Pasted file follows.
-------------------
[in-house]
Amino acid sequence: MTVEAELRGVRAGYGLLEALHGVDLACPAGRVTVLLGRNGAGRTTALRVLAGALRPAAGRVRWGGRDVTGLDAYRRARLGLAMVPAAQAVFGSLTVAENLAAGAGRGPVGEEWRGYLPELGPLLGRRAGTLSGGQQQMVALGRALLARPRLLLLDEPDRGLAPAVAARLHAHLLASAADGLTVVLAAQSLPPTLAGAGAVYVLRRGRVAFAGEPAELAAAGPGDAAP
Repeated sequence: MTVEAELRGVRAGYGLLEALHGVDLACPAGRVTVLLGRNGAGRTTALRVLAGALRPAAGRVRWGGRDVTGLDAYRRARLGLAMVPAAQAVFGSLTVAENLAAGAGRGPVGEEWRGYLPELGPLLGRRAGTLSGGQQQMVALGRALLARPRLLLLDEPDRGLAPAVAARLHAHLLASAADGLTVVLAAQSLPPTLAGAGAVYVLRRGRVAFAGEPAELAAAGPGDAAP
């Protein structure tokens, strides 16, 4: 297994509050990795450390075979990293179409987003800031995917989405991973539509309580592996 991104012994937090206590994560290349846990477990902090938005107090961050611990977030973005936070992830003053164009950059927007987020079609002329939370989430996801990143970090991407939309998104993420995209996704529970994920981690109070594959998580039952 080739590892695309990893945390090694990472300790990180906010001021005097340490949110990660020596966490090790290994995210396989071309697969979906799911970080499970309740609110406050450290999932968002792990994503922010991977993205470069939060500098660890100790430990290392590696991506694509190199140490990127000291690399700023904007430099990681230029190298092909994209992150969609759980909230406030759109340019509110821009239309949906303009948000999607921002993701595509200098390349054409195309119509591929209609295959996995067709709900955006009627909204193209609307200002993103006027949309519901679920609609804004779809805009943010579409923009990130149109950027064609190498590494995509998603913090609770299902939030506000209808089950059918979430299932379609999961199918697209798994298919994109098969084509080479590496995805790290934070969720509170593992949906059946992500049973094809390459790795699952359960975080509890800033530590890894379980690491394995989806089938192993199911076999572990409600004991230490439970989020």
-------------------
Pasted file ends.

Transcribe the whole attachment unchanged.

[in-house]
Amino acid sequence: MTVEAELRGVRAGYGLLEALHGVDLACPAGRVTVLLGRNGAGRTTALRVLAGALRPAAGRVRWGGRDVTGLDAYRRARLGLAMVPAAQAVFGSLTVAENLAAGAGRGPVGEEWRGYLPELGPLLGRRAGTLSGGQQQMVALGRALLARPRLLLLDEPDRGLAPAVAARLHAHLLASAADGLTVVLAAQSLPPTLAGAGAVYVLRRGRVAFAGEPAELAAAGPGDAAP
Repeated sequence: MTVEAELRGVRAGYGLLEALHGVDLACPAGRVTVLLGRNGAGRTTALRVLAGALRPAAGRVRWGGRDVTGLDAYRRARLGLAMVPAAQAVFGSLTVAENLAAGAGRGPVGEEWRGYLPELGPLLGRRAGTLSGGQQQMVALGRALLARPRLLLLDEPDRGLAPAVAARLHAHLLASAADGLTVVLAAQSLPPTLAGAGAVYVLRRGRVAFAGEPAELAAAGPGDAAP
């Protein structure tokens, strides 16, 4: 297994509050990795450390075979990293179409987003800031995917989405991973539509309580592996 991104012994937090206590994560290349846990477990902090938005107090961050611990977030973005936070992830003053164009950059927007987020079609002329939370989430996801990143970090991407939309998104993420995209996704529970994920981690109070594959998580039952 080739590892695309990893945390090694990472300790990180906010001021005097340490949110990660020596966490090790290994995210396989071309697969979906799911970080499970309740609110406050450290999932968002792990994503922010991977993205470069939060500098660890100790430990290392590696991506694509190199140490990127000291690399700023904007430099990681230029190298092909994209992150969609759980909230406030759109340019509110821009239309949906303009948000999607921002993701595509200098390349054409195309119509591929209609295959996995067709709900955006009627909204193209609307200002993103006027949309519901679920609609804004779809805009943010579409923009990130149109950027064609190498590494995509998603913090609770299902939030506000209808089950059918979430299932379609999961199918697209798994298919994109098969084509080479590496995805790290934070969720509170593992949906059946992500049973094809390459790795699952359960975080509890800033530590890894379980690491394995989806089938192993199911076999572990409600004991230490439970989020």